Investigations by Child Protective Services in cases of suspected maltreatment did not result in any improvement in the at-risk factors for the children, according to a new study published in the Archives of Pediatric and Adolescent Medicine. The authors of “Household, Family, and Child Risk Factors After an Investigation for Suspected Child Maltreatment” (http://archpedi.ama-assn.org/cgi/content/full/164/10/943) found that the wellbeing of most subjects who had been actively investigated by CPS did not differ greatly from that of other children who had been reported as possibly maltreated, but not investigated.
Children who had been investigated and those who had not been in contact with CPS reflected similar levels in seven “modifiable risk factors” – including family functioning, poverty, maternal education, and depressive or destructive child behaviors – that could lead to maltreatment. The researchers suggest that the findings show that CPS provided little benefit to the families with which it came into contact. The one risk factor that somewhat differentiated between the two groups? Maternal depression levels.
The authors suggested that the outcome of their study could be because the investigations didn’t focus on the risk factors they studied and called the investigations “missed opportunities” to help the children. Their data was from between 1991 and 2000.
CPS officials interviewed about the study said that their approach to such investigations has changed dramatically over the past decade, with new models that focus on providing family support, much as suggested by the study. They also said their interventions cannot address all of the factors suggested by the researchers.
In Maryland, the “Family-Centered Practice Model” was created three years ago, designed to make CPS workers and family members into a team, ready to get at the root of problems that may lead to maltreatment.
The new approach does not “just [focus] on investigating the incident, which lets us in the door, but [looks] at other risk factors and what does this family need assistance with,” said Debbie Ramelmeier, deputy executive director for Programs and Social Service Administration. The new model also includes input from “other involved parties,” like school officials, in order to “intervene in a way that’s beneficial to the family.” Indiana has developed a similar family-focused model.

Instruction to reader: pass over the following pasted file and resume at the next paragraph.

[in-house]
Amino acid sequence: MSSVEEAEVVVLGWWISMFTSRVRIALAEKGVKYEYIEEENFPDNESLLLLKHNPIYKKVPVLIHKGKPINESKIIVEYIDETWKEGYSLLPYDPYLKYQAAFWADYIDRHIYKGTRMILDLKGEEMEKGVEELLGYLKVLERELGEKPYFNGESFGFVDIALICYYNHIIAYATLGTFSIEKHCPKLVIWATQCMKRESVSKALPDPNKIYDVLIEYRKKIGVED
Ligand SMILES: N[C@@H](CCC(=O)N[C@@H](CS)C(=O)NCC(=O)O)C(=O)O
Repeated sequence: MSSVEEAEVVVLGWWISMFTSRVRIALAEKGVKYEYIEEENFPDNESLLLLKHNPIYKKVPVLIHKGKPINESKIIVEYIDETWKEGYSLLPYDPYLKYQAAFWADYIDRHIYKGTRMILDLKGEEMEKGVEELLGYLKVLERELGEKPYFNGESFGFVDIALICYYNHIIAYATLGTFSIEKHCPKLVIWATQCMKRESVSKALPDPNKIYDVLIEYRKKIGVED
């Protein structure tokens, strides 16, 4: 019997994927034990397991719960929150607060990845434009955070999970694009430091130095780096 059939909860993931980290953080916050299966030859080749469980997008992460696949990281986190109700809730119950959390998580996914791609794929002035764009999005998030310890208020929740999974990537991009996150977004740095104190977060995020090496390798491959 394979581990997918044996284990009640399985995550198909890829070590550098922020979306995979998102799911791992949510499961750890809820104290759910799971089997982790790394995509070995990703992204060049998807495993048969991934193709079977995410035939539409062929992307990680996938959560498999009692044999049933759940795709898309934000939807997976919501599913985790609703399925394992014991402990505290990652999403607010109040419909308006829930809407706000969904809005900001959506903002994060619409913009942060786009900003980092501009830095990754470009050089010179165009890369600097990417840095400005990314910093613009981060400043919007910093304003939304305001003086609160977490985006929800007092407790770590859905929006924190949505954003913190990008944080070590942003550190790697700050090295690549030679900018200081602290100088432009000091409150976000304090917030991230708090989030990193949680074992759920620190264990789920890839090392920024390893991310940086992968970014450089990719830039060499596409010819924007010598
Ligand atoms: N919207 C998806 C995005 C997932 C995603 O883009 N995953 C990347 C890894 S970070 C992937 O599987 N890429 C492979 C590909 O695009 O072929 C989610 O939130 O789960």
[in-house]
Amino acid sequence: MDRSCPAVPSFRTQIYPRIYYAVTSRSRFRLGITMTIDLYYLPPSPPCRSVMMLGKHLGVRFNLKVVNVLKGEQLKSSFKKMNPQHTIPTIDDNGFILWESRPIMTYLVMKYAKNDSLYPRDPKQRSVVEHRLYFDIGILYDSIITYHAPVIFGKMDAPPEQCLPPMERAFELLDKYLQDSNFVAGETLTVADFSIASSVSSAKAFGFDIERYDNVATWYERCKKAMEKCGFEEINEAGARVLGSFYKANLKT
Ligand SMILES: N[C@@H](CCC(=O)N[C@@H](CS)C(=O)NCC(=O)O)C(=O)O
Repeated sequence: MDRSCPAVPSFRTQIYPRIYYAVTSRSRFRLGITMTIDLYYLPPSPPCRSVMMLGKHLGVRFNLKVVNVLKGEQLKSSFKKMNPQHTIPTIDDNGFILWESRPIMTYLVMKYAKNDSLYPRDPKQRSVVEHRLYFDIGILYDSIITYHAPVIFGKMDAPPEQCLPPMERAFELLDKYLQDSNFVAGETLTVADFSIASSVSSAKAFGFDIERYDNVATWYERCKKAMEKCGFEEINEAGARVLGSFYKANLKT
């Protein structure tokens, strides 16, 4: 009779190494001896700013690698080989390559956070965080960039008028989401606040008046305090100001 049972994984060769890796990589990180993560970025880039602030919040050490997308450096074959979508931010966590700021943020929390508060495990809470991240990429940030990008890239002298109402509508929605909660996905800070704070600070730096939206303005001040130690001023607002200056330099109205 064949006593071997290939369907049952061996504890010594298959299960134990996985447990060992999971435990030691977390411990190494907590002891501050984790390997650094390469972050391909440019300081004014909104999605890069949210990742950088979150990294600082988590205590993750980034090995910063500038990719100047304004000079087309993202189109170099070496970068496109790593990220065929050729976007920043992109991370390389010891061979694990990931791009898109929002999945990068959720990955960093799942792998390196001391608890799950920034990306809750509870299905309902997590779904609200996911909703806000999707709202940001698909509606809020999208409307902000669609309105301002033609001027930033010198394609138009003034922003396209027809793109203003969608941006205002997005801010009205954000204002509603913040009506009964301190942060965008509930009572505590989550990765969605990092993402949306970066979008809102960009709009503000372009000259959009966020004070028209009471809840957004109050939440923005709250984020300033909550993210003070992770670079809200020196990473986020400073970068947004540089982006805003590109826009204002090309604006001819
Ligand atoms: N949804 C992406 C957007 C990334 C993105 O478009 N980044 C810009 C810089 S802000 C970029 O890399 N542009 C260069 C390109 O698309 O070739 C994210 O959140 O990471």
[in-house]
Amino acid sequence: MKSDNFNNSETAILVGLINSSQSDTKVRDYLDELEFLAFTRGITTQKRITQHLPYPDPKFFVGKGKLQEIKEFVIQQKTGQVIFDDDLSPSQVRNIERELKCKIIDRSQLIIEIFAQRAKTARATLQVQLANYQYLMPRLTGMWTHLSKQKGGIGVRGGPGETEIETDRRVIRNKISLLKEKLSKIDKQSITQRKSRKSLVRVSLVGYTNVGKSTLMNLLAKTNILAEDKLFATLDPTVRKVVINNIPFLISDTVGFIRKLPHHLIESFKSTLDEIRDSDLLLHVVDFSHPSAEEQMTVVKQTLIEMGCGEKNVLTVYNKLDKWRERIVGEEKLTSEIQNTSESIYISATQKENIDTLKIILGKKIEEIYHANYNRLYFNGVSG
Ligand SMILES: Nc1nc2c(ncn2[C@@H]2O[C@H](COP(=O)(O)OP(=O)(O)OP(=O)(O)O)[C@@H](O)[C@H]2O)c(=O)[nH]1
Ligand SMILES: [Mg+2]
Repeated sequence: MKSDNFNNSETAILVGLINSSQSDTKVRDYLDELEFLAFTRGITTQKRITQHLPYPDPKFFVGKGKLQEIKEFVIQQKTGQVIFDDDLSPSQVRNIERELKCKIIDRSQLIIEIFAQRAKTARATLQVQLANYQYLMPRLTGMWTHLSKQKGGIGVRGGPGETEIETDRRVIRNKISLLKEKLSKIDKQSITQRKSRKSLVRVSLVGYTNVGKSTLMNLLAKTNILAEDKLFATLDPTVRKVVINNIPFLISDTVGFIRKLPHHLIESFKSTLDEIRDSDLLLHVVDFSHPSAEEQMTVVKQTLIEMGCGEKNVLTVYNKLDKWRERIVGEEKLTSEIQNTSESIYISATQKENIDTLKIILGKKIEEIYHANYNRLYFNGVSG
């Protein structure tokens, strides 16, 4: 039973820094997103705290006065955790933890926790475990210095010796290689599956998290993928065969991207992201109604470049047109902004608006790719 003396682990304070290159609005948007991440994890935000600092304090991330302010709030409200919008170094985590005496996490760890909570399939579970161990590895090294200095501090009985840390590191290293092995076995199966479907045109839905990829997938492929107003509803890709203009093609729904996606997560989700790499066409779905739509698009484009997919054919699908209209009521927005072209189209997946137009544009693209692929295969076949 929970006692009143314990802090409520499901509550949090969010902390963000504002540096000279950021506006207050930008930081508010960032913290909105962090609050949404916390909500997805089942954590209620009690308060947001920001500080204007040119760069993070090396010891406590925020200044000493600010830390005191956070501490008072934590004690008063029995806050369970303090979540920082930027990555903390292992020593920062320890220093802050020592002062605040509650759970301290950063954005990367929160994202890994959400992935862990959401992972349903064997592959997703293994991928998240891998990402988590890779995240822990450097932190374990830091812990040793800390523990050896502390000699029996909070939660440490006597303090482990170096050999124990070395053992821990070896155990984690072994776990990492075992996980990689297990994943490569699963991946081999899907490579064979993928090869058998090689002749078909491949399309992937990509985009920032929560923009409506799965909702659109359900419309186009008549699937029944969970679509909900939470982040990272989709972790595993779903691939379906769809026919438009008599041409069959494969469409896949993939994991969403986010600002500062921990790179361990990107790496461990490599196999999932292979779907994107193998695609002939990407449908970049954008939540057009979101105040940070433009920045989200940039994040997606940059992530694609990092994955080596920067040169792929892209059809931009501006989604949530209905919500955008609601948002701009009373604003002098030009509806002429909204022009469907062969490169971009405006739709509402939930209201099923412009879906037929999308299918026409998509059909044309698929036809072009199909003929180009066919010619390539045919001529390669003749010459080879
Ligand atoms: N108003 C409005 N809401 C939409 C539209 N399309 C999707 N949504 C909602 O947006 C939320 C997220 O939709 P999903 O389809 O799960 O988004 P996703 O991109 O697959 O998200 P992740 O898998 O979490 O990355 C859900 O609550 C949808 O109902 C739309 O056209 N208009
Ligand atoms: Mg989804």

The authors of the study examined 595 subjects whose maternal caregivers had remained the same between ages 4 and 8 and who had participated in surveys conducted by the Longitudinal Studies of Abuse and Neglect. Data collection continued on the subjects until they were 18. Of those subjects, 164 had been investigated by CPS at some point between the ages of 4 and 8 – but not removed from the family home. About 20 percent of CPS investigations result in removal.
In 2007, CPS reviewed 3.2 million cases of suspected child maltreatment. According to a U.S. Department of Health and Human Services report from that same year, less than half of the cases that were investigated – 38 percent – received “post-investigative services.”
Though the new family-based models may help reduce risk factors, Ramelmeier said that, at the end of the day, CPS exists for one specific purpose – to investigate maltreatment.
“You really have to define what it is you think [CPS] is going to do,” she said. “Is it going to solve all of the social ills of society? No, nor is that what it is intended to do.”